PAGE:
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Green Country vets thankful PACT Act passes

Posted at 10:43 PM, Aug 03, 2022
and last updated 2022-08-04 13:33:21-04

TULSA, Okla.  — The Senate passed the PACT Act, one of the largest healthcare and benefit expansions for veterans in history.

The PACT Act addresses toxic exposures by expanding and extending eligibility for VA Healthcare for those who served in Vietnam, Gulf War, and Post 911 era wars.

Senate passes burn pit legislation week after Republicans voted against it

“They signed the dotted line and wrote a check to the United States government, and part of the cost of going to war is the cost of taking care of those who went to war, no matter what that may be. If it was related to the war then we need to take care of them. That’s the promise America made when we signed the dotted line,” Michael Merit said.

Merit is among the millions of Americans who served in the U.S. military. As a marine, he served two years in Afghanistan and three in Iraq. He said he was exposed to burn pits and toxic substances during his service.

“There are so many different things that veterans are exposed to when they go overseas… be it for Vietnam agent Orange, Iraq and Afghanistan burn pits, explosives, diesel. You know different other kinds of things," he said.

Merit said he developed a respiratory condition and other health issues related to that exposure. He's also one of the thousands of veterans who've been denied treatment.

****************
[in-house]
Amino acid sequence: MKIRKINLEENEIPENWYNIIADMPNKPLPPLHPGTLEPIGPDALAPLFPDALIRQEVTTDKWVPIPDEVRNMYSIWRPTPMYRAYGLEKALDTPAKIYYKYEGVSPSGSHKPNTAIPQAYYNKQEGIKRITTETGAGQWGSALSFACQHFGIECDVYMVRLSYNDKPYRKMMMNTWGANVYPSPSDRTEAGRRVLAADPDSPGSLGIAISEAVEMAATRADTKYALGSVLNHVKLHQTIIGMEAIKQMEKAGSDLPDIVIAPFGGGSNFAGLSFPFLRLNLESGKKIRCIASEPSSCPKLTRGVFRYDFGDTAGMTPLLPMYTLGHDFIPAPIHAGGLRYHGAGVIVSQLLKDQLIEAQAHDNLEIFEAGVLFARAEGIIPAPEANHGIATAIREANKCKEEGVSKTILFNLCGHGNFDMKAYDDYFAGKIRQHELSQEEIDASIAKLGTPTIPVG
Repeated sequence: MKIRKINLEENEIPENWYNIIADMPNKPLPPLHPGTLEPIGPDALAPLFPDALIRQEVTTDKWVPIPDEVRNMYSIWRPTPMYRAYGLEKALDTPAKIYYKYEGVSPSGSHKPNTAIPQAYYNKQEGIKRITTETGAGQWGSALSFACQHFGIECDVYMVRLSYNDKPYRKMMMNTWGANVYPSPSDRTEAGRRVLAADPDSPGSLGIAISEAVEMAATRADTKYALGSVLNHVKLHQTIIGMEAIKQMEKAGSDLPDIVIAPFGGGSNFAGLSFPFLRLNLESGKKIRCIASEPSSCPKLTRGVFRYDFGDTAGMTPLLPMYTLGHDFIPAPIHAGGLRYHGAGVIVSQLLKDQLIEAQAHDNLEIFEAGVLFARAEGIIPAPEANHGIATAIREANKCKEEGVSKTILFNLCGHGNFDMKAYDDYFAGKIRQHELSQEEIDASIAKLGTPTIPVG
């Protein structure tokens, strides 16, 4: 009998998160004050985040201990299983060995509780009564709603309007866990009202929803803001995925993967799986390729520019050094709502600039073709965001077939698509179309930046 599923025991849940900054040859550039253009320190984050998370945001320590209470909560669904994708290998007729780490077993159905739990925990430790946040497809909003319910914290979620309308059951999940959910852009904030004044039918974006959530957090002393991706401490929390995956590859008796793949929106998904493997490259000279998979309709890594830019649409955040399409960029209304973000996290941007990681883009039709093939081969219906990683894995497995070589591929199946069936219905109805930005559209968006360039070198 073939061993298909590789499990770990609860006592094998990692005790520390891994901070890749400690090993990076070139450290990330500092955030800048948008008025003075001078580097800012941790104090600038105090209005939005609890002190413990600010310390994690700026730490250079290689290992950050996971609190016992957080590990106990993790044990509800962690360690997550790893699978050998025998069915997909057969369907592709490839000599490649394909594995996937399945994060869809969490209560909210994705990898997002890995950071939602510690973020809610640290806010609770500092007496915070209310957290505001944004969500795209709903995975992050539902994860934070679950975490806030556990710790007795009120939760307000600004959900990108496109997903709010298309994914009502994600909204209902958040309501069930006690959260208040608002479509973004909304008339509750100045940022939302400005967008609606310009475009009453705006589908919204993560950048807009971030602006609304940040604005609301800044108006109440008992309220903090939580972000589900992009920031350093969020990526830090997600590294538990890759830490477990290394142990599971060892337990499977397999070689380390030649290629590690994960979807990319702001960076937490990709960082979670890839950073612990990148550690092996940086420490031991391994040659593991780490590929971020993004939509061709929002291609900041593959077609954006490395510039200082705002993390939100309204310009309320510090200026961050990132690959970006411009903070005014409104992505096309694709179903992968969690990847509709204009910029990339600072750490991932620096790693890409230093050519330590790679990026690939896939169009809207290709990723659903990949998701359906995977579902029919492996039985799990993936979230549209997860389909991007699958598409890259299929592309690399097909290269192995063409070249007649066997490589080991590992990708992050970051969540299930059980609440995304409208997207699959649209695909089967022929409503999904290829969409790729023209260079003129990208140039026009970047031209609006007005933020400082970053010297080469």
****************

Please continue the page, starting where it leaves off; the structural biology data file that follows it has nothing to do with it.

“You fought and bled for this country and lost friends over there and to come back and be denied over and over and over, it’s like a slap in the face, you know…why did I fight so hard for this country only to be pushed aside and say okay thanks for your service, we’re going to move on,” Merit said.

He's not the only one. The AP reports about 70 percent of claims related to toxic burn pit exposure are denied.

Once the PACT Act of 2022 is signed into law, that will change. It will expand VA healthcare eligibility, adding 20 new conditions for burn pit and toxic exposure, including respiratory cancers, high blood pressure, and asthma so veterans like Merit will not have to jump through hoops to get care.

“This finally does that, and I applaud Congress for finally getting this through and taking care of our veterans,” Merit said. “The language in this bill sets it up so that from now on, anything that’s linked to any future wars, we don’t have to fight for… it’s already going to be listed."

While Merit considers this a big step forward, he told 2 News he's thinking of the men and women who died waiting to get the treatment they needed.

Merit said the VFW Post has seen a huge uptick in veterans asking if the coverage is already available.


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